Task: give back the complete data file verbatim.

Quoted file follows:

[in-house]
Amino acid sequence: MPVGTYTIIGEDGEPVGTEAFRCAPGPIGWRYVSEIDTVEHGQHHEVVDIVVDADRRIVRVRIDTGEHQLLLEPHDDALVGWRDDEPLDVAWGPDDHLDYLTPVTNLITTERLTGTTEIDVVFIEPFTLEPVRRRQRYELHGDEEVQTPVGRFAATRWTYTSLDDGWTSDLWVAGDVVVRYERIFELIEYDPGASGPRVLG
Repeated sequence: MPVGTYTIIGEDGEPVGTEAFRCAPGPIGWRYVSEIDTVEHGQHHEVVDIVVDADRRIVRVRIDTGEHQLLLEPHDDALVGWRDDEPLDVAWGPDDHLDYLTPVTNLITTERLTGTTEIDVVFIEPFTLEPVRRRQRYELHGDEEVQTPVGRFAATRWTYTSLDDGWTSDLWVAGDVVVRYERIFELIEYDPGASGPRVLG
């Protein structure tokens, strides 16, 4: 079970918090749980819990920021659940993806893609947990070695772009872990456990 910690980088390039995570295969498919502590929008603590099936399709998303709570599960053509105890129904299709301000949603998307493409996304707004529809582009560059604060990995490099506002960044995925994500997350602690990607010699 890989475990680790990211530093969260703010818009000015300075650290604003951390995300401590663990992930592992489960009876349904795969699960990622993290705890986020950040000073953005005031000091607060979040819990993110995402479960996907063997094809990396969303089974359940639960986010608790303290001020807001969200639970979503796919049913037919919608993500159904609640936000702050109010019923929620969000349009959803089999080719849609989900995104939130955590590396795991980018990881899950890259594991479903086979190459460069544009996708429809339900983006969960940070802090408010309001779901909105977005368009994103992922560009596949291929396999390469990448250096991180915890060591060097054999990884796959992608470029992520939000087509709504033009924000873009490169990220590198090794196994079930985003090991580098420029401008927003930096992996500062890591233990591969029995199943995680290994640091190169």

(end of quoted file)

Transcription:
[in-house]
Amino acid sequence: MPVGTYTIIGEDGEPVGTEAFRCAPGPIGWRYVSEIDTVEHGQHHEVVDIVVDADRRIVRVRIDTGEHQLLLEPHDDALVGWRDDEPLDVAWGPDDHLDYLTPVTNLITTERLTGTTEIDVVFIEPFTLEPVRRRQRYELHGDEEVQTPVGRFAATRWTYTSLDDGWTSDLWVAGDVVVRYERIFELIEYDPGASGPRVLG
Repeated sequence: MPVGTYTIIGEDGEPVGTEAFRCAPGPIGWRYVSEIDTVEHGQHHEVVDIVVDADRRIVRVRIDTGEHQLLLEPHDDALVGWRDDEPLDVAWGPDDHLDYLTPVTNLITTERLTGTTEIDVVFIEPFTLEPVRRRQRYELHGDEEVQTPVGRFAATRWTYTSLDDGWTSDLWVAGDVVVRYERIFELIEYDPGASGPRVLG
């Protein structure tokens, strides 16, 4: 079970918090749980819990920021659940993806893609947990070695772009872990456990 910690980088390039995570295969498919502590929008603590099936399709998303709570599960053509105890129904299709301000949603998307493409996304707004529809582009560059604060990995490099506002960044995925994500997350602690990607010699 890989475990680790990211530093969260703010818009000015300075650290604003951390995300401590663990992930592992489960009876349904795969699960990622993290705890986020950040000073953005005031000091607060979040819990993110995402479960996907063997094809990396969303089974359940639960986010608790303290001020807001969200639970979503796919049913037919919608993500159904609640936000702050109010019923929620969000349009959803089999080719849609989900995104939130955590590396795991980018990881899950890259594991479903086979190459460069544009996708429809339900983006969960940070802090408010309001779901909105977005368009994103992922560009596949291929396999390469990448250096991180915890060591060097054999990884796959992608470029992520939000087509709504033009924000873009490169990220590198090794196994079930985003090991580098420029401008927003930096992996500062890591233990591969029995199943995680290994640091190169």